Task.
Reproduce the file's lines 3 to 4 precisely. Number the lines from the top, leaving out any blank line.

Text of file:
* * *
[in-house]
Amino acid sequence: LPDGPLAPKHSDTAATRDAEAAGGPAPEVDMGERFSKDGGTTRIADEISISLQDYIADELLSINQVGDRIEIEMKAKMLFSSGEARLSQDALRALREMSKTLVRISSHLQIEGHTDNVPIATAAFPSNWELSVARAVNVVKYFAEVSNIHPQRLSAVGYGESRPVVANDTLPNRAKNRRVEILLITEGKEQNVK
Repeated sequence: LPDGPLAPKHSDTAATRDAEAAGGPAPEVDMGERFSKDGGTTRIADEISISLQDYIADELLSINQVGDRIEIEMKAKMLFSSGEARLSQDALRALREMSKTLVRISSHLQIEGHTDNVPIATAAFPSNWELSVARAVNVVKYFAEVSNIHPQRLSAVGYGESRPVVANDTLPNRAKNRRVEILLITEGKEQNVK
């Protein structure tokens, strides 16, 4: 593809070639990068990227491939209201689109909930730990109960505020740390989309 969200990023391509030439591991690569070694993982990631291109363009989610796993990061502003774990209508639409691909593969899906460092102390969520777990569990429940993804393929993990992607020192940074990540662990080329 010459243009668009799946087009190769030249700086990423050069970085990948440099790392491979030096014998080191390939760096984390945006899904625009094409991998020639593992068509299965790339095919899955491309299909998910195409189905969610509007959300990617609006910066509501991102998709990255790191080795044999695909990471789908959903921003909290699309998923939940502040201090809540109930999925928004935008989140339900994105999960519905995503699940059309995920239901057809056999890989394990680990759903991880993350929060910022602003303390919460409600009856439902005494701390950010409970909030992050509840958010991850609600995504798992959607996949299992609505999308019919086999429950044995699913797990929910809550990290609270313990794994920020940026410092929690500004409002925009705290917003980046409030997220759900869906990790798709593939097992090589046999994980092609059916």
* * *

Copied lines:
Repeated sequence: LPDGPLAPKHSDTAATRDAEAAGGPAPEVDMGERFSKDGGTTRIADEISISLQDYIADELLSINQVGDRIEIEMKAKMLFSSGEARLSQDALRALREMSKTLVRISSHLQIEGHTDNVPIATAAFPSNWELSVARAVNVVKYFAEVSNIHPQRLSAVGYGESRPVVANDTLPNRAKNRRVEILLITEGKEQNVK
């Protein structure tokens, strides 16, 4: 593809070639990068990227491939209201689109909930730990109960505020740390989309 969200990023391509030439591991690569070694993982990631291109363009989610796993990061502003774990209508639409691909593969899906460092102390969520777990569990429940993804393929993990992607020192940074990540662990080329 010459243009668009799946087009190769030249700086990423050069970085990948440099790392491979030096014998080191390939760096984390945006899904625009094409991998020639593992068509299965790339095919899955491309299909998910195409189905969610509007959300990617609006910066509501991102998709990255790191080795044999695909990471789908959903921003909290699309998923939940502040201090809540109930999925928004935008989140339900994105999960519905995503699940059309995920239901057809056999890989394990680990759903991880993350929060910022602003303390919460409600009856439902005494701390950010409970909030992050509840958010991850609600995504798992959607996949299992609505999308019919086999429950044995699913797990929910809550990290609270313990794994920020940026410092929690500004409002925009705290917003980046409030997220759900869906990790798709593939097992090589046999994980092609059916």